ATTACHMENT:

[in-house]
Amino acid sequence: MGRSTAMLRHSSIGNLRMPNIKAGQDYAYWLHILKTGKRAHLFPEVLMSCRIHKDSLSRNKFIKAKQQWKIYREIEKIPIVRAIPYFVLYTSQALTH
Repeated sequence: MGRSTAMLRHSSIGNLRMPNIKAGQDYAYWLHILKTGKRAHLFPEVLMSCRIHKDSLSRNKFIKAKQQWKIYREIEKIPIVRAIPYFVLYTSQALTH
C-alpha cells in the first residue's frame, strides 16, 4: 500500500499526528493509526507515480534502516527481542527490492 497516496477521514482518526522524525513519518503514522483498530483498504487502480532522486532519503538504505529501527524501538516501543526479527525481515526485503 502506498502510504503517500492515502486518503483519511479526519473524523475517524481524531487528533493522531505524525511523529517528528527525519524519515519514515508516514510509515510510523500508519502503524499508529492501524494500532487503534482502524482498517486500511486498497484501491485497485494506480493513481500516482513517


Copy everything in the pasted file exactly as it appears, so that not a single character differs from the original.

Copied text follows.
[in-house]
Amino acid sequence: MGRSTAMLRHSSIGNLRMPNIKAGQDYAYWLHILKTGKRAHLFPEVLMSCRIHKDSLSRNKFIKAKQQWKIYREIEKIPIVRAIPYFVLYTSQALTH
Repeated sequence: MGRSTAMLRHSSIGNLRMPNIKAGQDYAYWLHILKTGKRAHLFPEVLMSCRIHKDSLSRNKFIKAKQQWKIYREIEKIPIVRAIPYFVLYTSQALTH
C-alpha cells in the first residue's frame, strides 16, 4: 500500500499526528493509526507515480534502516527481542527490492 497516496477521514482518526522524525513519518503514522483498530483498504487502480532522486532519503538504505529501527524501538516501543526479527525481515526485503 502506498502510504503517500492515502486518503483519511479526519473524523475517524481524531487528533493522531505524525511523529517528528527525519524519515519514515508516514510509515510510523500508519502503524499508529492501524494500532487503534482502524482498517486500511486498497484501491485497485494506480493513481500516482513517